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  • A Man and His Music Part I

    Frank Sinatra

    Year: 1965

    Runtime: 51 min

    First broadcast by NBC on November 24, 1965, Frank Sinatra: A Man And His Music was Sinatra’s first annual one-hour television special. Broadcast at a time when television was in the process of switching to full time color programming, it is clear that television history was being made. Singing directly to the camera, Frank Sinatra makes the viewer feel as if he is telling his story directly to them.

    Added to My Q

  • Francis Albert Sinatra Does His Thing

    Frank Sinatra

    Year: 1968

    Runtime: 52 min

    Francis Albert Sinatra Does His Thing opens with no introduction, just Sinatra and his microphone. He is joined by the stunning Diahann Carroll and together they sing a spiritual medley of Nobody Knows The Trouble I've Seen and Amen. Sinatra joins in with another guest - The Fifth Dimension, but this time he ditches the suit for a Nehru Jacket and sings a very groovy version of Sweet Blindness.

    Added to My Q

  • Sinatra Featuring Don Costa and His Orchestra

    Frank Sinatra

    Year: 2012

    Runtime: 52 min

    Sinatra: Featuring Don Costa & His Orchestra is truly a one man show. Sinatra belts out For Once In My Lifeand it is perfection. Being the last of his five specials, his wit and banter is as engaging as ever. He narrates us through his movie clips with the timing of a stand-up comedian. The up tempo closing of the show makes it complete with My Kind Of Town.

    Added to My Q

  • Live at the Cote Dazur

    Duke Ellington And Ella Fitzgerald

    Year: 2008

    Runtime: 1 hr 3 min

    This latest addition to the Norman Granz collection, brings together two of the greatest names in jazz: Duke Ellington & Ella Fitzgerald. The film sees Duke performing live in the South of France with Ella Fitzgerald as his special guest . You'll also enjoy unseen footage of Duke Ellington in one of his last ever live performances jamming with Joe Pass, Ray Brown and Louie Bellson.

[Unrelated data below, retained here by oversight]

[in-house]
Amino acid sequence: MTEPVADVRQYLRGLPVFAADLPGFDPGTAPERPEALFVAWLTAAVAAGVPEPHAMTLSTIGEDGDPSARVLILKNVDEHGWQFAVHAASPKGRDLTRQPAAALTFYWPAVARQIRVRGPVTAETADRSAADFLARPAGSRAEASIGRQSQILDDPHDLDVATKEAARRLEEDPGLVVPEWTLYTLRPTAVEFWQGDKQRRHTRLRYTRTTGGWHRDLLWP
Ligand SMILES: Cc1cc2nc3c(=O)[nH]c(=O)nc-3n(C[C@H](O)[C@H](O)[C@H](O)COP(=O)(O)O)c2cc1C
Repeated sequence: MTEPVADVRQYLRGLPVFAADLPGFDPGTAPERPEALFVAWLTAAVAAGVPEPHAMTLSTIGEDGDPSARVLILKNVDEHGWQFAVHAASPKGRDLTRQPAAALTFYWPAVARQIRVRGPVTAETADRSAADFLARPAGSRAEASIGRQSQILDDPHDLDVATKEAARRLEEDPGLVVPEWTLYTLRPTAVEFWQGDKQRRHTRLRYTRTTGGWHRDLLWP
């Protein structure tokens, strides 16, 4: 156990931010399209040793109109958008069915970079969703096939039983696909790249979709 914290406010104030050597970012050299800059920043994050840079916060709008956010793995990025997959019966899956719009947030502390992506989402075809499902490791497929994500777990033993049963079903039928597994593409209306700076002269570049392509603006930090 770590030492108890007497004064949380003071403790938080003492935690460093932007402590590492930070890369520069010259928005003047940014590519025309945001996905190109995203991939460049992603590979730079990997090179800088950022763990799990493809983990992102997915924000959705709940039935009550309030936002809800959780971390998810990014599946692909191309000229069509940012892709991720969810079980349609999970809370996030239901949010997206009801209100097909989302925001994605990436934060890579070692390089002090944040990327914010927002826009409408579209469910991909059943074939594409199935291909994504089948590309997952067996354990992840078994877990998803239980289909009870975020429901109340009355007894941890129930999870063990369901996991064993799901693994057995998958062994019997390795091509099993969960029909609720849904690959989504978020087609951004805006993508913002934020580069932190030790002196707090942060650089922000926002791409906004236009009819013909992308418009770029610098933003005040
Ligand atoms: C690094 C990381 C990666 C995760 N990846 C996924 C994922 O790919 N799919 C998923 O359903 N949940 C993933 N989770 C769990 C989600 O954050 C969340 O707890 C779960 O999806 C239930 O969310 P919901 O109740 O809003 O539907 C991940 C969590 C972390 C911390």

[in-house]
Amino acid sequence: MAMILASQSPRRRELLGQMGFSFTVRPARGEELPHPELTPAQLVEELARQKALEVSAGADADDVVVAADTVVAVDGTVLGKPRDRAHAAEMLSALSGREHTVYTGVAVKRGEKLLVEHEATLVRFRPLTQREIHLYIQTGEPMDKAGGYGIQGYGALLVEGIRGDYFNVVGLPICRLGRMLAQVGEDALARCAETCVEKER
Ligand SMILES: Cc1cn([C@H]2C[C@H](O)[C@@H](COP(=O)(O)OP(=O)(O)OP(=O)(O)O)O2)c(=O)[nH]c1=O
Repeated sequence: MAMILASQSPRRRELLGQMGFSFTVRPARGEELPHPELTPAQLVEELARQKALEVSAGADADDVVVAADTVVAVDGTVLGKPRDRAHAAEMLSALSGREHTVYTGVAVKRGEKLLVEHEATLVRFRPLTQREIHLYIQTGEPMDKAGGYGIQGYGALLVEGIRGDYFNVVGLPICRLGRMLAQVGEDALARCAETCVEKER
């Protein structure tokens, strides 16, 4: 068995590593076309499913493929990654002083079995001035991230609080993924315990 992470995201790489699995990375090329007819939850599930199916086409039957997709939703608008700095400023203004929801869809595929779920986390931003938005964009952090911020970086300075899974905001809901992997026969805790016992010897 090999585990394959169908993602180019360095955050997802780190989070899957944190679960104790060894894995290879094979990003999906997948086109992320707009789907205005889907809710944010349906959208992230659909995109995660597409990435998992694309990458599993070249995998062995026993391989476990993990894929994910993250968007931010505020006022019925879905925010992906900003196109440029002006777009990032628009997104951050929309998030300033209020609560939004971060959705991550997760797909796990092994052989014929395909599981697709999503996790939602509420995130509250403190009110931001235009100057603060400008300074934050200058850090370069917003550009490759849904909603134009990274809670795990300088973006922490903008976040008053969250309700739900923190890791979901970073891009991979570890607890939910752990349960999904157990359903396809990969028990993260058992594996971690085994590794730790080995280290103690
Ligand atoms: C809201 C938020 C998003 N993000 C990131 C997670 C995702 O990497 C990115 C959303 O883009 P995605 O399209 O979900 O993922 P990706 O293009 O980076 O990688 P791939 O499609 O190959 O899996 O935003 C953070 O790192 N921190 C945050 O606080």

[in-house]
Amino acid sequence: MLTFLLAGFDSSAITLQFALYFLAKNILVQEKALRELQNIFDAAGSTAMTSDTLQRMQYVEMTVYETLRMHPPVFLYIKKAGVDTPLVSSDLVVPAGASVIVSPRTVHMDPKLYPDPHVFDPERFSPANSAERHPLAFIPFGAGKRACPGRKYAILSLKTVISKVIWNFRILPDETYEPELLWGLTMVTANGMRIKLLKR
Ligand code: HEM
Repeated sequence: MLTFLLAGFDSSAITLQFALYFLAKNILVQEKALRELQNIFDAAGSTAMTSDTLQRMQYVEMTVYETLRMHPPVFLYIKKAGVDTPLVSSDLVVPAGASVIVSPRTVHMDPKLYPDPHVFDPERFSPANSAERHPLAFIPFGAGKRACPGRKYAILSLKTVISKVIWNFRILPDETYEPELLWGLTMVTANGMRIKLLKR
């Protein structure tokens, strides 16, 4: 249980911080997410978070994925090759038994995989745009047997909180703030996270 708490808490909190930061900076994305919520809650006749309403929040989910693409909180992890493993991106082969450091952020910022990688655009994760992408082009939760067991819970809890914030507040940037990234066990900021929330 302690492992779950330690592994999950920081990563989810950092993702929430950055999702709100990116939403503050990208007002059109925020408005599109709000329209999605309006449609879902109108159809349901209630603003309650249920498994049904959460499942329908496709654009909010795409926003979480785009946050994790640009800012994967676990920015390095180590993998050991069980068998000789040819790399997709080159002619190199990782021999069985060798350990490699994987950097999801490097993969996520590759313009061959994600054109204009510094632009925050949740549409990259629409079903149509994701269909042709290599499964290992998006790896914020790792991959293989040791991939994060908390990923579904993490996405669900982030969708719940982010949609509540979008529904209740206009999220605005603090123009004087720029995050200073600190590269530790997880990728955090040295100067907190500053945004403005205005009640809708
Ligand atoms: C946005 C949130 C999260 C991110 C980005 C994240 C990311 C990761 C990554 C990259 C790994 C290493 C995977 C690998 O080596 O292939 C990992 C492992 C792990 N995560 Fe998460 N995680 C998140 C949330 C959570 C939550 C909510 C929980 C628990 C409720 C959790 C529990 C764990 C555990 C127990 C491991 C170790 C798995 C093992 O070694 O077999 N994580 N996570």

Added to My Q

  • Legends in Concert

    Frank Sinatra

    Year: 1939

    Runtime: 46 min

    This film presents a 45 minute selection of Frank Sinatra's finest songs, written by some of the world's most influential songwriters, including such hits as 'High Hopes' and 'Old Man River' all drawn from television appearances spanning his heyday period from the 40s to the 50s.

    Added to My Q

  • Sinatra and Friends

    Frank Sinatra

    Year: 2016

    Runtime: 50 min

    Sinatra And Friends opens with Where And When featuring Natalie Cole, John Denver, Tony Bennett, Loretta Lynn, Leslie Uggams and Robert Merrill. Sinatra performs duets of standards in different styles such as folk and disco in addition to each singer performing solo. It is all music and no talking, exactly the way Sinatra wanted it.

    Added to My Q

  • The Life of a Jazz Singer

    Anita O'Day

    Year: 2013

    Runtime: 1 hr 31 min

    Anita O’Day was one of the greatest of American jazz singers and this is her astonishing story—a journey of survival, and above all the endurance of her talent, told in a number of frank interviews with her and with those who knew her. Her career was long and eventful, spanning seven decades, her last album recorded when she was 84. Anita O’Day only ever wanted to be a singer and the film showcases performances that date back to the 50s with such artists as Gene Krupa, Roy Eldridge, Stan Kenton, Louis Armstrong and Hoagy Carmichael. She is shown teaching Billy Taylor how to be a jazz vocalist. She speaks candidly, always candidly, with Dick Cavett, Bryant Gumble and David Frost, with clips from interviews done on 60 Minutes and CBS This Morning. Bert Stern, commenting on his experience filming Anita perform Sweet Georgia Brown for his film Jazz on a Summer’s Day, said it was the greatest rendition of the song ever made. Anita was a musical genius and pioneer who broke reverse race barriers. She was commonly regarded as one of the top female artists of her time, together with Ella Fitzgerald, Sarah Vaughan and Billie Holiday. The film portrays her as a woman who lived her life the way she wanted without ever looking back. She speaks openly about how she had to overcome great adversities, including a 20-year addiction to heroin and alcohol. She chose never to have children and married for only a brief period. She lived an often lonely life that was sustained only by her passion for music. Personalities talk about her quirky personality, while jazz critics and her few still living contemporaries speak of her extraordinary talent and how amazing it is that she continued to sing for so long. The film shows Anita on tour in Europe well into her eighties and her making that final recording, shortly before her death, the death of an icon.

    Added to My Q

  • At Carnegie Hall

    Count Basie

    Year: 1981

    Runtime: 1 hr 46 min

    Jazz legend Count Basie and His Orchestra perform a concert at New York's Carnegie Hall, with guests Sarah Vaughan, Tony Bennett and George Benson.